Yes, Donald Trump has been in the media spotlight for decades. Until 2015, it was perfectly reasonable and acceptable to despise him as a superficial reality TV star, a libidinous, philandering shyster, with an abrasive personality. I personally have never understood his appeal, except as a curiosity and a target for humor. I didn't like him during the Ivana era, the Marla Maples days, The Art of the Deal, his many media utterances, and his more recent career as host of The Apprentice/The Celebrity Apprentice. If anything, my estimation of the man went down along the way.

Both loathed, but for different reasons.
Image from Restate.
And now here we are with Trump as the Republican candidate for president, and all of that baggage follows. If I were a Republican (still), I'd still despise Trump. I think this is borne out by the turmoil his candidacy has put the GOP through. So, I don't see my anti-Trump attitudes, beliefs and advocacy as a purely political thing. Yes, if the candidate was Jeb Bush or Ted Cruze, I'd still be for Hillary Clinton. But the arguments, the advocacy, everything would be very, very different.

If I were seeing Jeb! or Cruz signs in yards, I wouldn't question the judgment, taste or intelligence of the folks who put them there. With Trump, I can't help it. How does someone look at this guy, listen to this guy, and say, "Yeah! That's my guy!" I can't see it. And I do understand that there are people who say the same thing about Hillary Clinton, but the difference is, that's almost entirely politically based. Also accumulated over decades, but overtly partisan, and drenched thoroughly with questionable sourcing, innuendo, and opposition research.

So, the antipathy toward both candidates is similar in that it has been fostered for almost exactly the same amount of time (Trump has actually been nationally known for longer, probably), but comes from an entirely different place. Could my loathing of Donald Trump be colored by vague discomfort with his public persona, just as "colored" by perception as the political sourness a conservative might feel against Clinton? Maybe. I'll concede that, but only to a degree. Because I can honestly say that absent politics, I'd still have a strong negative reaction to Trump, in virtually any context.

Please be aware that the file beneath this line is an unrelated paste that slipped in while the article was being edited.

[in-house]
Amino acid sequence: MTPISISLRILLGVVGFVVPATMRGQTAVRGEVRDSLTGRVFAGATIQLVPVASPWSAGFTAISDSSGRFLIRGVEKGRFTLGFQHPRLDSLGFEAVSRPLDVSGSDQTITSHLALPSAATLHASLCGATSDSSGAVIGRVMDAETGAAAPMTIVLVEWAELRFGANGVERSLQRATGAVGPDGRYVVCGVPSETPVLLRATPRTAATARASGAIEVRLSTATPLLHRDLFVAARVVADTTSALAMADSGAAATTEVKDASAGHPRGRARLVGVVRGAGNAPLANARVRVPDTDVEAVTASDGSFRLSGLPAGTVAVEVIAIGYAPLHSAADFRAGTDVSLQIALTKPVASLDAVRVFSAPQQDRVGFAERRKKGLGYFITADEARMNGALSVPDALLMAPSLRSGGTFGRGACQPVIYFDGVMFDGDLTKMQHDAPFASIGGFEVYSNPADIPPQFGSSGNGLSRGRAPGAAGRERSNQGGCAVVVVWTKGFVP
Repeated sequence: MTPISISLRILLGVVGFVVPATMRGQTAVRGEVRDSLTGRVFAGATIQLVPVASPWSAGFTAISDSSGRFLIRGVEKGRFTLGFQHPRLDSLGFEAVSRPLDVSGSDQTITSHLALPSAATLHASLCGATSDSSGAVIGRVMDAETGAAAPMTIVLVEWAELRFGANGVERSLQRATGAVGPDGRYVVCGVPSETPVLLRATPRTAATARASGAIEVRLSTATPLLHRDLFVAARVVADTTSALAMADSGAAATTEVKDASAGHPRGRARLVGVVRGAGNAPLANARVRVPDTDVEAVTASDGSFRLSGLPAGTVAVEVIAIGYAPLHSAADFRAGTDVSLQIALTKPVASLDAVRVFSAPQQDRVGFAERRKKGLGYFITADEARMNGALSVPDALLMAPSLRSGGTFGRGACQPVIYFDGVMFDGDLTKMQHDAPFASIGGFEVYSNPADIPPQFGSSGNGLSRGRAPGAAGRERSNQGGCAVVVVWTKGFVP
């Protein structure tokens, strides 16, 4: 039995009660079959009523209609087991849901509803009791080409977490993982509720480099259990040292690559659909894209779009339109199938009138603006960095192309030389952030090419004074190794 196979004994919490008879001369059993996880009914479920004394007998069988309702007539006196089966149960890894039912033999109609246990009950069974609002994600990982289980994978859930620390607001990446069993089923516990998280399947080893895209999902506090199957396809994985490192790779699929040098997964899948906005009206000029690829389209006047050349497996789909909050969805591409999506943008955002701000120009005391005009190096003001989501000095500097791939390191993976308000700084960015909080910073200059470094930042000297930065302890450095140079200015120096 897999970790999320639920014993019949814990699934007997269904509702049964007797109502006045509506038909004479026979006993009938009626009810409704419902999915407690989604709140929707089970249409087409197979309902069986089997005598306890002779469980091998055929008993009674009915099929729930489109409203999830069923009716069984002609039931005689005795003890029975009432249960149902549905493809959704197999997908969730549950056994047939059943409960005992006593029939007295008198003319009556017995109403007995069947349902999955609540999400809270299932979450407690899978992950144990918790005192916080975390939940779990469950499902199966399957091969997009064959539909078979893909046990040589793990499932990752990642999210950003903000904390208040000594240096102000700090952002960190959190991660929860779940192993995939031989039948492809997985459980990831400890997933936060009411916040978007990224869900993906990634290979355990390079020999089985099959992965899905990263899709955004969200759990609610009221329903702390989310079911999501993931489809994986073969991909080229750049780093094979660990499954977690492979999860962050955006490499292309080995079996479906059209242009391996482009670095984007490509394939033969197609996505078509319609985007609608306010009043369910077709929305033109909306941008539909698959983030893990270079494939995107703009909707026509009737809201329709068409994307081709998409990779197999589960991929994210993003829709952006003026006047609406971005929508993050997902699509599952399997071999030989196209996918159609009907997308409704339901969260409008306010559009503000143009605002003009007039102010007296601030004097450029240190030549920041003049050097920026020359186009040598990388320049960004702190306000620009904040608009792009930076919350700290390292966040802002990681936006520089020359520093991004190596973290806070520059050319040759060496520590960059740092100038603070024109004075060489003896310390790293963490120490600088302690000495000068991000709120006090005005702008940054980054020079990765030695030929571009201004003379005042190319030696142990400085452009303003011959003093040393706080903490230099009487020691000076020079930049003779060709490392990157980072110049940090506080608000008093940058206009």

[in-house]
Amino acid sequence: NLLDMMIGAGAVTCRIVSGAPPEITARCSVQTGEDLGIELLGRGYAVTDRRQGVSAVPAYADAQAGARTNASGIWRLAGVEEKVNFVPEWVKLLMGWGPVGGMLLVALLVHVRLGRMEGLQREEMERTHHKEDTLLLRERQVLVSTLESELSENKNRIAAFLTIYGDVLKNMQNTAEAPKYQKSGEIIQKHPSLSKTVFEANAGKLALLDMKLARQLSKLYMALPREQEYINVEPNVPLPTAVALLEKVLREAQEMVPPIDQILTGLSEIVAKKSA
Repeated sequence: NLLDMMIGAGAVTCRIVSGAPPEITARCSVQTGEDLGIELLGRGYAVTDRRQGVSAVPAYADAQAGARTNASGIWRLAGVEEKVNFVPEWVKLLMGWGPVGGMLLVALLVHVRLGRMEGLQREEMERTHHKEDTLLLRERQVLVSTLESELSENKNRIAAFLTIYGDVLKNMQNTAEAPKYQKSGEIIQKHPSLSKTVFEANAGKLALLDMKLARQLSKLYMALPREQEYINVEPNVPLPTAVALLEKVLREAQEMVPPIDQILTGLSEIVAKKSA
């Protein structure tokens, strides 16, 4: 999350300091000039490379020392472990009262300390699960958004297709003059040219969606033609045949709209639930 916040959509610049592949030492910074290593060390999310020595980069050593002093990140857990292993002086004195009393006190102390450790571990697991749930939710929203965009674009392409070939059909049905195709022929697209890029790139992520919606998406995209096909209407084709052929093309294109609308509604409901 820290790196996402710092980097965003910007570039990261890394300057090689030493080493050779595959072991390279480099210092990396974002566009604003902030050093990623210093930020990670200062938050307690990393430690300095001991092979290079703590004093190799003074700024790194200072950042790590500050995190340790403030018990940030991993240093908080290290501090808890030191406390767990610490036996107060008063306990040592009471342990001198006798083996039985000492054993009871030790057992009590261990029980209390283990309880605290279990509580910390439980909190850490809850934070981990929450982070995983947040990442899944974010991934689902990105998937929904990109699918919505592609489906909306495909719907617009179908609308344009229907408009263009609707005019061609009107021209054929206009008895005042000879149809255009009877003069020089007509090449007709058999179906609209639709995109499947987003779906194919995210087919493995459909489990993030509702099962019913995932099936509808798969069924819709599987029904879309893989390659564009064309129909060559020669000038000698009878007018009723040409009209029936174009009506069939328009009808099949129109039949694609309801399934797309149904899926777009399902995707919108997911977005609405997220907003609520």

Despite the honest disliking of this individual going back decades, it is unfortunately true that my personal anti-Trump campaign will be seen by many or most as a purely political position. Everything these days comes down to a black and white, binary partisan divide. But since I am a transparently open internet presence (if only to the random people who might look me up), I thought this explanation might at least provide context.

*On a tangent, the problem with being public on Facebook, and commenting transparently, is that Facebook itself will "feed" commentary made on other pages, even other websites, to Facebook followers and friends. Most people will never see your comment over at Huffington Post, but it could appear on anyone's at any time. Apparently, this time, something I said that was maybe particularly pointed landed upon this person's feed. I still don't know what it was, but am relatively certain it was pro-Clinton or anti-Trump.